Pearls produced in a shell with germ tissue are usually button, oval, baroque, semi-baroque or teardrop shaped. They range in colors from white to orange (or "peach") and from gold to lavender and purple. The quality of pearls can also vary widely from "low grade" pearls that are either discarded or used as an ingredient in cosmetic or health recipes, to commercial grade pearls suitable for both low and high end jewelry designs. Of the estimated 1,600 tonnes of freshwater pearls produced in China each year, only about 882 tonnes of them are considered good enough to be incorporated into jewellery and subsequently distributed commercially.

The production of freshwater pearls through the second-generation cultivation process is less common, simply because of the inherent characteristics of the process. It is not a commonly used method, mainly because first generation mussels usually die after their first harvest. On most farms, only 10% of mussels remain alive after harvesting their first pearls. Some farms are working on this negative phenomenon and have reduced the mortality to around 60-70%, but it is still at 90% on most freshwater pearl farms.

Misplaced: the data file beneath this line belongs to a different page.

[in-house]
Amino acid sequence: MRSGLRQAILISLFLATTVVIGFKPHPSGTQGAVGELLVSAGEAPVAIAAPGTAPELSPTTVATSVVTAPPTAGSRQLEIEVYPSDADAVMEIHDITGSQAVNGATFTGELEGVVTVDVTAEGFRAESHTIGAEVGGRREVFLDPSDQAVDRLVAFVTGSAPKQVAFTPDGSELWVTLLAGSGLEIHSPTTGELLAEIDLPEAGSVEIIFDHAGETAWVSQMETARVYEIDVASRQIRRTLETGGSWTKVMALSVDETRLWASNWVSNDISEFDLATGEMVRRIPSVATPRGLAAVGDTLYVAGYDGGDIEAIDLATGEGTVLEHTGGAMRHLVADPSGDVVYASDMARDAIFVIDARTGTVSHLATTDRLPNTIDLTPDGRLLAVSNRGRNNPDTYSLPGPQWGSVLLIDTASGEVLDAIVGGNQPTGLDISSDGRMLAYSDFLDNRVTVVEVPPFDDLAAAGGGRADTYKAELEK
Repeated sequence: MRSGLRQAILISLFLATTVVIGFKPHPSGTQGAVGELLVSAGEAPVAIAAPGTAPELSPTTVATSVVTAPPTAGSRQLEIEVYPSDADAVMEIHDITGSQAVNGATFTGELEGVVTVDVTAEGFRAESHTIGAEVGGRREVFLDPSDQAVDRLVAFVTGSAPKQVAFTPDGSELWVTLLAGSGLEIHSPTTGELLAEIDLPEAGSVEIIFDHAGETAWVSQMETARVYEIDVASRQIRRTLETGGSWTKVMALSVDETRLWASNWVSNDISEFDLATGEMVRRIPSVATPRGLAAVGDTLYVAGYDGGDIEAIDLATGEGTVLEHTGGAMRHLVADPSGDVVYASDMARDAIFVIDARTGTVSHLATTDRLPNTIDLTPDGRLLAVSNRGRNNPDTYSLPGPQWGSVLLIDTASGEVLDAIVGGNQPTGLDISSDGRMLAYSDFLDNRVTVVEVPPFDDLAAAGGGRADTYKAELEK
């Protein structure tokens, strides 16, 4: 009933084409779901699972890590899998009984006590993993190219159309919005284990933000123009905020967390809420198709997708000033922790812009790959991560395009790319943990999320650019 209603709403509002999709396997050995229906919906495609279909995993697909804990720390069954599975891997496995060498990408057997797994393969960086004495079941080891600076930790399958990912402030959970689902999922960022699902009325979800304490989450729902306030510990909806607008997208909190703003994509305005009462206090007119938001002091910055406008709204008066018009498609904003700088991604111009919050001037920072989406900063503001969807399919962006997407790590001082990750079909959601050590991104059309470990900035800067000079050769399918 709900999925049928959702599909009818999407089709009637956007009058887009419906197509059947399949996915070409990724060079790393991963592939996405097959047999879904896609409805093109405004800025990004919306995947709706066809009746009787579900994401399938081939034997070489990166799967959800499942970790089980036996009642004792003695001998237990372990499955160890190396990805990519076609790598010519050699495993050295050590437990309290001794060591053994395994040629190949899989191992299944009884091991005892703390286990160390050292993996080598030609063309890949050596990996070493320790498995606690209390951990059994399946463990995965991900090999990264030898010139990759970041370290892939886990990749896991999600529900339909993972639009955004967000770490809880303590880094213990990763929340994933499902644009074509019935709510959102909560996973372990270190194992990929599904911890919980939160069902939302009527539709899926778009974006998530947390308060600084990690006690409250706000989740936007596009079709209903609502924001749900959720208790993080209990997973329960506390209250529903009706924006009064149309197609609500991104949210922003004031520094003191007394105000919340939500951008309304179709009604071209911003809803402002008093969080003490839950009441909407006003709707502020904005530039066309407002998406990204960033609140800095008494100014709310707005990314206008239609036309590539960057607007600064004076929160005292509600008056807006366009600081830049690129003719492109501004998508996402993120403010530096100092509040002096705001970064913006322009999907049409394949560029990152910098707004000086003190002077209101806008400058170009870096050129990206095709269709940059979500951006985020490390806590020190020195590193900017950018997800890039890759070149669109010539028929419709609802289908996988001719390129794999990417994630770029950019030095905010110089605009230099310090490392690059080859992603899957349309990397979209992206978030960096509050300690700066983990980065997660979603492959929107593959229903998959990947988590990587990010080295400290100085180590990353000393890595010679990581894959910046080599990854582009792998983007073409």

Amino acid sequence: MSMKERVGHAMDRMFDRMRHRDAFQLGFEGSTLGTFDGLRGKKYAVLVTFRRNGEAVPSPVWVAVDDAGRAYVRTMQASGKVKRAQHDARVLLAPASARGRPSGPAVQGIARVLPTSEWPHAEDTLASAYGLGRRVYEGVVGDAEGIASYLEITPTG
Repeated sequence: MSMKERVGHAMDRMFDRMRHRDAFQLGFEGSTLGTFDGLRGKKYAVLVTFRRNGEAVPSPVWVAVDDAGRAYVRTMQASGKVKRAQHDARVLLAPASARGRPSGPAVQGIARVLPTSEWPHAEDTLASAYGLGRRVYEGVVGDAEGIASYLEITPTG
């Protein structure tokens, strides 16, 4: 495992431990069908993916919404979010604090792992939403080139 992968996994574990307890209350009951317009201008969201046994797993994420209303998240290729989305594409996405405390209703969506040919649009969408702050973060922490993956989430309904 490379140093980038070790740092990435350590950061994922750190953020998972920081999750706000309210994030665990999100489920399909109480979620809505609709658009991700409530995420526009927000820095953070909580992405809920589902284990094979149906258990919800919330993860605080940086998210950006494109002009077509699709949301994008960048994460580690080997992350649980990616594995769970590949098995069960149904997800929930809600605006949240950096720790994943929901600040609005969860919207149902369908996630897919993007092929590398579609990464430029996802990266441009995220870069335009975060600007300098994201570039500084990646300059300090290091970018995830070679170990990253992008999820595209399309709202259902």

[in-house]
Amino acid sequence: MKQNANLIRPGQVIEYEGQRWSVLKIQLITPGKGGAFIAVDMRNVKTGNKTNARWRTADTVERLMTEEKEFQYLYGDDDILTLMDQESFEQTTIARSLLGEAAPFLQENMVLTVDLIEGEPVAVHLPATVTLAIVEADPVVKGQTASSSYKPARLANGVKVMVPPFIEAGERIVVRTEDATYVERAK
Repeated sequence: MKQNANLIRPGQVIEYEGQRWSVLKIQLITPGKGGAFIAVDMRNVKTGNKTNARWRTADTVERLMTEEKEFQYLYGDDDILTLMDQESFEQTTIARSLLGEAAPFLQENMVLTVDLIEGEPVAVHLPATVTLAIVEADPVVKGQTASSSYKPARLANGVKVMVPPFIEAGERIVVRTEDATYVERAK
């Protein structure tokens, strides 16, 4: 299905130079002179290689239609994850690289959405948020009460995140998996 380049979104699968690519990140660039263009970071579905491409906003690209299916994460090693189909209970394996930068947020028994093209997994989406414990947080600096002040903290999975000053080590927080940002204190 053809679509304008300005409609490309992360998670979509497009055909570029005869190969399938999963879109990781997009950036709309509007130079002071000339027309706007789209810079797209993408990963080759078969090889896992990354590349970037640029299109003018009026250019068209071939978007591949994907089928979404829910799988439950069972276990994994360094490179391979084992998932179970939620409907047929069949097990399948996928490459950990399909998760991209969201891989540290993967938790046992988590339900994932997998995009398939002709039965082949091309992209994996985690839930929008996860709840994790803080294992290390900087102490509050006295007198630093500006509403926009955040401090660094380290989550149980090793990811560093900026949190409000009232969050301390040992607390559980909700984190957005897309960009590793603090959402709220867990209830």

Second generation production only works at 10% from mussels that remain alive and that have produced high quality pearls in their first harvest. Only these are assumed to be able to produce cultured pearls of significant value in a repeat harvest.

Each mussel that survives the initial harvest, and is considered suitable for a second harvest, typically retains 24 to 32 pearl sacs in its mantle. Farmers either return the mussel nets directly to the water, just as they did the first time, or decide to implant certain types of core into these pearl sacs so that the mussels can release sedef around them and thus form different types of shapes. Regardless of the method used the second time around, the resulting pearls are always labelled 'second generation cultured pearls'.

Manufacturers using the second-generation method often reveal that the quality of the pearls produced is inferior to that of the first generation. This is mainly due to the fact that the pearls produced by this method are baroque or button-shaped rather than round or nearly round.

Main characteristics